Possibly the most important piece of online data you need to be paying attention to, your small business’s customer conversion rate is the number of visitors to your website who convert into paying customers.
Although the figure will vary based on a whole range of different aspects, from the type of industry in which you operate to what you use your website for (for example, if you have an integrated blog that provides regular information on a variety of topics, your website is likely to receive a lot of traffic that isn’t targeted and therefore is unlikely to convert), there are various processes you can implement to increase your small business’s online customer conversion rate and the following three are all perfect examples.
1. Have in-depth, enticing copy
Whether you spend time writing this yourself or you get a copywriter to do it for you, you need to be certain that your website copy is as enticing as it can be while also offering comprehensive information on all of your products.
As much as a great image will do wonders to help increase customer conversions, if your customers can’t find the information they’re looking for, chances are they’ll go to a competitor and look for the information there rather than contact you directly, so it’s imperative you provide as much information as you can.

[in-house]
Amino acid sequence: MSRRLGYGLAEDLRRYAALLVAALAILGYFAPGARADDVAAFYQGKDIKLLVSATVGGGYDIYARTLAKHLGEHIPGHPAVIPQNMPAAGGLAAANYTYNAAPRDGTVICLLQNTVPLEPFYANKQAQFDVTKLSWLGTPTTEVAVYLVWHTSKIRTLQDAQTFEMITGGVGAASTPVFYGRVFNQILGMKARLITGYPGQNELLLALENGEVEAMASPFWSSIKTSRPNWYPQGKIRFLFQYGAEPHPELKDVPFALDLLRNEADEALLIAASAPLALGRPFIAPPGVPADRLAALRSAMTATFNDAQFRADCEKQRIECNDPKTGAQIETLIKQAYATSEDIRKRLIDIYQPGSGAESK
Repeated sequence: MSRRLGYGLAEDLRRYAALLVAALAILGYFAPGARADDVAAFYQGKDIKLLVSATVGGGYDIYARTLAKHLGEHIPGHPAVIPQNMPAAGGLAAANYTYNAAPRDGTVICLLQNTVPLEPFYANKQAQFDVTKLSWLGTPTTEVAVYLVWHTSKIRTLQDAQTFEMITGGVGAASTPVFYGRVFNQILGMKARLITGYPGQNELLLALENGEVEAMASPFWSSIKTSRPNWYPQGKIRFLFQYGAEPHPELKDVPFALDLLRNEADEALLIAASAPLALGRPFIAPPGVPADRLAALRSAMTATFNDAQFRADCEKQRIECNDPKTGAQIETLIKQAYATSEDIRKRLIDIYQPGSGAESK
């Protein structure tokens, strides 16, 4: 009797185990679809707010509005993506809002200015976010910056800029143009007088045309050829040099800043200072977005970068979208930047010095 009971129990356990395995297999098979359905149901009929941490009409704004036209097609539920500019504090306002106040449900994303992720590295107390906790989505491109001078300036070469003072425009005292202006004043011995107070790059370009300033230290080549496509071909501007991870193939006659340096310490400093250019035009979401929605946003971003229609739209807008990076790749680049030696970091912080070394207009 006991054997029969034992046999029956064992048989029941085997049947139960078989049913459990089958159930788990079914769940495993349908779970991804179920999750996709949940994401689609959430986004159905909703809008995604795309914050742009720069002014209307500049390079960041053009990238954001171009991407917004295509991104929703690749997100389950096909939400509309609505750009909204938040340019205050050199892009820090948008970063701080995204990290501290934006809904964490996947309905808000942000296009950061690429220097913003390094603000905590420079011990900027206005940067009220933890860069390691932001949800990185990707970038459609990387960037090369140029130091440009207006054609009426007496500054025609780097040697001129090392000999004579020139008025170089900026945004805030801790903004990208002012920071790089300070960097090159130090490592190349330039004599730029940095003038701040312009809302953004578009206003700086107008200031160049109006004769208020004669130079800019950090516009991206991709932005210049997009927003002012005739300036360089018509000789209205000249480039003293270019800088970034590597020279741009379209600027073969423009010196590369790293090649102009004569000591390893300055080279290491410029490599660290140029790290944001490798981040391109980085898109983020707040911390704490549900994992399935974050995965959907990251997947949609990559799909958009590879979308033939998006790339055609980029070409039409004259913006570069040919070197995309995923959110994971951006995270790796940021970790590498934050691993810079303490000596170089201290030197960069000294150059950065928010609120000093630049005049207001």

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2. Make the buying process easy
Although it can bring with it an additional cost, offering payment by credit card rather than simply through an online payment provider such as PayPal is almost seen as a necessity.
Yes, people will buy your products even if they can’t pay with their credit card in the most popular of ways, but the simple fact is by cutting out the need for a customer to sign up to a third party company or go through a process that isn’t familiar to them, you make the buying process as simple as it can be – something every customer wants.
3. Be competitive
This may sound like an obvious point, but the internet allows for the quick and easy comparison of products between a range of different businesses and so if the product you’re offering isn’t competitively priced, your potential customers will take their money elsewhere.
You don’t have to be the cheapest, but you definitely need to ensure you’re offering not only a product at a competitive price, but the best customer service to ensure the customer decides to spend their money with you, rather than with the company offering the cheapest price.
Every business relies on its customers and although there are various things to consider when you are communicating with your customers to ensure they return time and time again, you have to ensure they develop from a website visitor to a paying customer first and foremost.